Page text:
"Were it left to me to decide whether we should have a government without newspapers or newspapers without a government," Thomas Jefferson wrote in 1787, "I should not hesitate a moment to prefer the latter." Think of it. Only newspapers, no government at all.
By 1807, after two terms as president, Jefferson changed his tune. "Nothing can now be believed which is seen in a newspaper," he wrote. "Truth itself becomes suspicious by being put into that polluted vehicle. The real extent of this state of misinformation is known only to those who are in situations to confront facts within their knowledge with the lies of the day."
In 2009, government without newspapers appears far more likely. Lately, they've been shutting down like banks. Recently, Denver's Rocky Mountain News and the Seattle Post-Intelligencer ceased publication. Granted, both were second-string operations in cities with more successful competitors. As everybody in Arkansas knows, daily newspapers have tended to become natural monopolies in all but the biggest cities.
That said, the news about news is bad almost everywhere. Even national institutions like the New York Times and Los Angeles Times have been cutting staff and eliminating departments. An article in the New York Times speculated about the closing of the venerable Boston Globe -- until recently a highly profitable venture it acquired in 1993 for $1.1 billion. Some speculated that the story's real purpose was to impress the Globe's union with the seriousness of the situation. But few denied that the situation was, indeed, serious.
As the reader may imagine, this is not a trend this column views with perfect equanimity. For somebody like me, something almost elemental is at stake beyond economic considerations. Daily life without newspapers seems unthinkable, as if baseball ceased to exist, or it became felonious to keep dogs.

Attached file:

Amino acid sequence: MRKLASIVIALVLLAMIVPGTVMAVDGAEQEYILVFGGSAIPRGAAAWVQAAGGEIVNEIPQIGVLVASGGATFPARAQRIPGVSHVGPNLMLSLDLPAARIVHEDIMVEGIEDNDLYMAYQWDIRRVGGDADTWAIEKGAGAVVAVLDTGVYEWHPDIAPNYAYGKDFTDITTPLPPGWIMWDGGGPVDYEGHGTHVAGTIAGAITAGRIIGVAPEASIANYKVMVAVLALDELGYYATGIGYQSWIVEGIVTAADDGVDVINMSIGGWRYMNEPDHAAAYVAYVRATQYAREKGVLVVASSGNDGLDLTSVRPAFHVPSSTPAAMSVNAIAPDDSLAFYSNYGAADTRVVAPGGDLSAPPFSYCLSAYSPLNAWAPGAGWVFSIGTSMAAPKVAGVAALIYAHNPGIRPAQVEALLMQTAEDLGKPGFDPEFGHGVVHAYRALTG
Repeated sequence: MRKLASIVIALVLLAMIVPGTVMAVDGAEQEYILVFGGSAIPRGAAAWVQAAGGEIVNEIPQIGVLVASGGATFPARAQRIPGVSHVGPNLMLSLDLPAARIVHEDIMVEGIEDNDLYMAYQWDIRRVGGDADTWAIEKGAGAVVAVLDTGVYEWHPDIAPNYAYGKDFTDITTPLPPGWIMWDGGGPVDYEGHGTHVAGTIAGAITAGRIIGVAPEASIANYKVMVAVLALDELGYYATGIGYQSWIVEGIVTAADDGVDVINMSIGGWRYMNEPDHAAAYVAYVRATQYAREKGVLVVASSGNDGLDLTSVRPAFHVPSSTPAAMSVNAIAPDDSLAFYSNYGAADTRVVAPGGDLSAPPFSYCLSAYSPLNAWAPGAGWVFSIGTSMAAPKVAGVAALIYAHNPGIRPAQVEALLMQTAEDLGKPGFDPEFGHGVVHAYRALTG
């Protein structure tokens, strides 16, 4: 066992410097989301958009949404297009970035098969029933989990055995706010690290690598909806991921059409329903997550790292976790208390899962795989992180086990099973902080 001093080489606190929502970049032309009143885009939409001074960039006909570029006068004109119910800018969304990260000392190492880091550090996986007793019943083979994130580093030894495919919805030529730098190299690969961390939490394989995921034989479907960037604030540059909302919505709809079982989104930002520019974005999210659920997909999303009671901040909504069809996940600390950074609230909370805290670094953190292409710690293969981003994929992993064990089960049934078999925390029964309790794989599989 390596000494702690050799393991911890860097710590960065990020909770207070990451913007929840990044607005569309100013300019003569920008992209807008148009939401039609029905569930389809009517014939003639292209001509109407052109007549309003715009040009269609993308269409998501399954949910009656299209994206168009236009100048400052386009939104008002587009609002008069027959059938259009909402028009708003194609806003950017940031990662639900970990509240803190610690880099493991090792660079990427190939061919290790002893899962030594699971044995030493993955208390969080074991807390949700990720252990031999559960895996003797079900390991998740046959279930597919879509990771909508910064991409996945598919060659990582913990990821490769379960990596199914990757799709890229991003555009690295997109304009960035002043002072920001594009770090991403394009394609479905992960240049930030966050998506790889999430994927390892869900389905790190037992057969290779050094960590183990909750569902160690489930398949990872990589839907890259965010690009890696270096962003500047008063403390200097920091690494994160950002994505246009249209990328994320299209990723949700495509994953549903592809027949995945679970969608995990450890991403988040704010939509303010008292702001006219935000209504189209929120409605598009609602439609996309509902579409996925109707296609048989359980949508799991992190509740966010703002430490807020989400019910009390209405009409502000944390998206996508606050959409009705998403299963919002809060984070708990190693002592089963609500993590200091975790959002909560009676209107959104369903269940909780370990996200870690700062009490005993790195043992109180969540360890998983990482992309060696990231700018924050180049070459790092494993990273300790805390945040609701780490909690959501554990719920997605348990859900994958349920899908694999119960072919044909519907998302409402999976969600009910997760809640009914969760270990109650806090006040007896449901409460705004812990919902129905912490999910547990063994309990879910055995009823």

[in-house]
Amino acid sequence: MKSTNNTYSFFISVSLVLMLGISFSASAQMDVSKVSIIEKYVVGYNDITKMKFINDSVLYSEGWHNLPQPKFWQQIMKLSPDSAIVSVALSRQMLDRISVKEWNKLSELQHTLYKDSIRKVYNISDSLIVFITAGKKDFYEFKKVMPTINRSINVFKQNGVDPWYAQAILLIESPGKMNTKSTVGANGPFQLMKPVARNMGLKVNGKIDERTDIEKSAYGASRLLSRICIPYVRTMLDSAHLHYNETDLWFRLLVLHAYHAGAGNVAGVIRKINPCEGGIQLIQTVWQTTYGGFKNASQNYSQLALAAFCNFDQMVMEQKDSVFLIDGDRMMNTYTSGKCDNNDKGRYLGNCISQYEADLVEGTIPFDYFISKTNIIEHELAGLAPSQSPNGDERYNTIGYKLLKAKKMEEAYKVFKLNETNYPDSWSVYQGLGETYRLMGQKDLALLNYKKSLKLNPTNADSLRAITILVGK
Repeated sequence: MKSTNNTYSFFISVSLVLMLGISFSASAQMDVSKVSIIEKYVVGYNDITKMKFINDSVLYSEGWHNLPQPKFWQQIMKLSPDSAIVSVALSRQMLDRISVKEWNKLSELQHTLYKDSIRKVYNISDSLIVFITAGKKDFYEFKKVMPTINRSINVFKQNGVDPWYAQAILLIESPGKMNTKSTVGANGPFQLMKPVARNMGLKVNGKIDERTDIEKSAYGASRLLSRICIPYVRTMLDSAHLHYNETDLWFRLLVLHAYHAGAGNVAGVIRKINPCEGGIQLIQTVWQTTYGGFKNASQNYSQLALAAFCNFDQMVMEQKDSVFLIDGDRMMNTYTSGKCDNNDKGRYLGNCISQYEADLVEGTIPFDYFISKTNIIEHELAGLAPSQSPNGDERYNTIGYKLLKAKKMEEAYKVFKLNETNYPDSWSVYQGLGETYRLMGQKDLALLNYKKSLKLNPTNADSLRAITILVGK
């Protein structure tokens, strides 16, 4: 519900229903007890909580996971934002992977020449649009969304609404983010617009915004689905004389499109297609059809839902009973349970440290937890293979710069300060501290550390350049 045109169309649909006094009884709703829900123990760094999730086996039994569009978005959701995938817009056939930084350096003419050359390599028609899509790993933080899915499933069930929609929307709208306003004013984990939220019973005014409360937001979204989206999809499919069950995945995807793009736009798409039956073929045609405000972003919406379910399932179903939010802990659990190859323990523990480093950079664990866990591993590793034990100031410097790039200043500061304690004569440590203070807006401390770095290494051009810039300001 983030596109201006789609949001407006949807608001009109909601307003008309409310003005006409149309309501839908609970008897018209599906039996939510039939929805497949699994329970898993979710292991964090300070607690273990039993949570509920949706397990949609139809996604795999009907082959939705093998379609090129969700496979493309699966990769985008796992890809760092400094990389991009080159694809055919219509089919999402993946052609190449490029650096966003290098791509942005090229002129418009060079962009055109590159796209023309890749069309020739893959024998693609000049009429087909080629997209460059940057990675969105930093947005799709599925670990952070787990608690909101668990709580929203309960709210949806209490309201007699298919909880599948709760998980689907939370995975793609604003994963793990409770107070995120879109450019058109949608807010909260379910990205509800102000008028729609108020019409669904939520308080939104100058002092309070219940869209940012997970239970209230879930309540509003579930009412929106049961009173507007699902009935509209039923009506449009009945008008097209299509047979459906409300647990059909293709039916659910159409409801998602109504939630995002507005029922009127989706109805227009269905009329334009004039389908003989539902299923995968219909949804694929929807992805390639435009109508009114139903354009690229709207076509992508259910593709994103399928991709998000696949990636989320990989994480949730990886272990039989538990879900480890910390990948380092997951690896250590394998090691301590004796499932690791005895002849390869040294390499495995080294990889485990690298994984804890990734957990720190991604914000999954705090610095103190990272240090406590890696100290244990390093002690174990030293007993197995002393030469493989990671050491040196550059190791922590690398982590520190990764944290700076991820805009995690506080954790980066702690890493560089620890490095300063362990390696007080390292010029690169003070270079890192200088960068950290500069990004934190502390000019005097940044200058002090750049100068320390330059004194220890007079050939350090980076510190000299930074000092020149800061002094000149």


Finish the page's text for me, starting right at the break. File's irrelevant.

Even my own habits, though, demonstrate some of the reasons newspapers are in trouble. A daily paper's a bit like a department store, another struggling business model these days. That is, it contains many features, departments and advertisements of little interest to individual readers.
In my case, all advertising supplements and coupons get discarded immediately. Many subscribe to the paper specifically to get them. Ditto the society pages, although I'm an inveterate reader of advice columns -- probably for the same reasons I read many novels. It's my wife's job to keep me informed about all the swell parties and soirees we've missed. Also about weddings, divorces and obituaries, given her encyclopedic knowledge of local familial and social relationships.
Since childhood, I've begun each day with the sports page, reading mainly about local teams. To keep up with the Cubs, I read the Chicago Tribune online; for the Red Sox, the Boston Globe. Although a fan, my wife rarely opens the sports page, counting on me to keep her informed. Otherwise, I read local and state news, although by no means all. Not unless it involves something amusing or appalling, like a police chief with no pants on or a shootout between aldermen. A zoning dispute in a city 150 miles away? No way.
National and international events I tend to follow online and on television -- specifically via BBC America, a government-subsidized operation. The stock tables, already old news when my newspaper arrives, never. My favorite section is many people's least: editorial and opinion. Sure, certain columnists drive me crazy; others I read only to contemplate the fathomless depths of human folly.
Best are the letters. TV comic Steve Allen used to do a routine where he'd don a fedora and read apoplectic screeds to the editor of the New York Daily News. My wife hates it when I read aloud, although she occasionally gives dramatic renderings of ill-informed soreheads who disagree with my columns.
Everybody's habits are different, but hardly anybody is a front-to-back newspaper reader anymore. There are too many other sources of information and entertainment, including your local paper's own Web site, which, unlike the print edition, is probably free. Advertisers have noticed that too, and particularly during the current economic downturn are taking their business elsewhere.
Meanwhile, the costs of printing and delivering newspapers keep rising, making it increasingly hard for publishers to compete. Back when they started giving content away free online, even a financial nimrod like me wondered how they expected to do that and make money. Increased Internet speed and portability seem to have made it clear they cannot.
Internet users, however, basically refuse to pay. So far, online advertising rates come nowhere near paying for the costs of running a news organization. Many bloggers and Internet commentators smugly anticipating the death of newspapers -- there's a definite generational edge to the rivalry -- are essentially parasites.
Meanwhile, technological change moves too fast to understand. Anybody who pretends to know exactly how things will shake out over the next 20 years almost certainly doesn't.
© 2009, Gene Lyons. Distributed by Newspaper Enterprise Assn.